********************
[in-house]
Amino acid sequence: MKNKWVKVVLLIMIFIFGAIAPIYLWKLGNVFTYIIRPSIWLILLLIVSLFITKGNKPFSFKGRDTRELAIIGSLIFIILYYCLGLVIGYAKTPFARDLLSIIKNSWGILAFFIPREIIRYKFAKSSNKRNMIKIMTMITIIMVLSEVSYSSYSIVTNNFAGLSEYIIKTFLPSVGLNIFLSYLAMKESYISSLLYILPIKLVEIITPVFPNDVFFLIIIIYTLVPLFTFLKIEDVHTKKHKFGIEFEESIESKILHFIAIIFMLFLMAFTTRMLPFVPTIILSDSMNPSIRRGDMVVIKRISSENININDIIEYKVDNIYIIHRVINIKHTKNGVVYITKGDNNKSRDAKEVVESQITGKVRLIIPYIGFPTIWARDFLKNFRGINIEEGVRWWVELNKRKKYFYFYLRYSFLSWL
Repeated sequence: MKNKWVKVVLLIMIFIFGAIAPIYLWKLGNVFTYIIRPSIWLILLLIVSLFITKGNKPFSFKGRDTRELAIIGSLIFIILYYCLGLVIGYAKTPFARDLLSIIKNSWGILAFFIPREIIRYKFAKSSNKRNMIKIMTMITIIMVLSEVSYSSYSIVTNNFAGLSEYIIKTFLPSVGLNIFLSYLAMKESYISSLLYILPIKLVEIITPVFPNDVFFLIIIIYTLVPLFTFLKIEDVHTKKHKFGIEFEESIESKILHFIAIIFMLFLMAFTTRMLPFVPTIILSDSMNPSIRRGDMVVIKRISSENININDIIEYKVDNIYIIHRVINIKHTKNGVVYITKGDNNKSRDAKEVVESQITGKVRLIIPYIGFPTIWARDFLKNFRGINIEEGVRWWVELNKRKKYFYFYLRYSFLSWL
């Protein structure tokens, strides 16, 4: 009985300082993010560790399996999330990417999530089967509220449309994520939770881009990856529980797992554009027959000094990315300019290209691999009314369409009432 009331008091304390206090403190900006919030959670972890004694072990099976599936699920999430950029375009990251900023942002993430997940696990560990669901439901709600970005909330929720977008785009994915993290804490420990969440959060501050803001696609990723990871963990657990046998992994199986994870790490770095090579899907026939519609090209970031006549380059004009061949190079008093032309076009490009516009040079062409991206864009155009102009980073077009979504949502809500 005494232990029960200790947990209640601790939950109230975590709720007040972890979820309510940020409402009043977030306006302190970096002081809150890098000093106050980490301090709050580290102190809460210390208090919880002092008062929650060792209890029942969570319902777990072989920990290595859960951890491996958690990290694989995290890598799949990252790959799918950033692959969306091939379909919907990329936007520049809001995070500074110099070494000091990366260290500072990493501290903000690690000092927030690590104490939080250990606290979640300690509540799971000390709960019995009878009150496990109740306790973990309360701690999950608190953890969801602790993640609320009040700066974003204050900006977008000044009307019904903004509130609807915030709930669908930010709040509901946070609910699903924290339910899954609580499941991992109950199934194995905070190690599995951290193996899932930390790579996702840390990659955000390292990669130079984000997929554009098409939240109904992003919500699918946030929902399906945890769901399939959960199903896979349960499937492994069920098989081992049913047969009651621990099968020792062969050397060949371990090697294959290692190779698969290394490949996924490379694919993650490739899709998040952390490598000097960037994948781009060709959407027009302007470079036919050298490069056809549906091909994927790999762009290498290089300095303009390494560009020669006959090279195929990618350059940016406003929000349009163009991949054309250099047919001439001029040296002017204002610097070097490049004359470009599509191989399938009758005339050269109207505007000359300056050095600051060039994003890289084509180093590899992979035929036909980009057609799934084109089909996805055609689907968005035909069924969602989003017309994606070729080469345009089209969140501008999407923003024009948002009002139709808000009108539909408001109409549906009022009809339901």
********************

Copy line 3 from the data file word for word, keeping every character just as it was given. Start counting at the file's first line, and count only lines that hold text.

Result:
Repeated sequence: MKNKWVKVVLLIMIFIFGAIAPIYLWKLGNVFTYIIRPSIWLILLLIVSLFITKGNKPFSFKGRDTRELAIIGSLIFIILYYCLGLVIGYAKTPFARDLLSIIKNSWGILAFFIPREIIRYKFAKSSNKRNMIKIMTMITIIMVLSEVSYSSYSIVTNNFAGLSEYIIKTFLPSVGLNIFLSYLAMKESYISSLLYILPIKLVEIITPVFPNDVFFLIIIIYTLVPLFTFLKIEDVHTKKHKFGIEFEESIESKILHFIAIIFMLFLMAFTTRMLPFVPTIILSDSMNPSIRRGDMVVIKRISSENININDIIEYKVDNIYIIHRVINIKHTKNGVVYITKGDNNKSRDAKEVVESQITGKVRLIIPYIGFPTIWARDFLKNFRGINIEEGVRWWVELNKRKKYFYFYLRYSFLSWL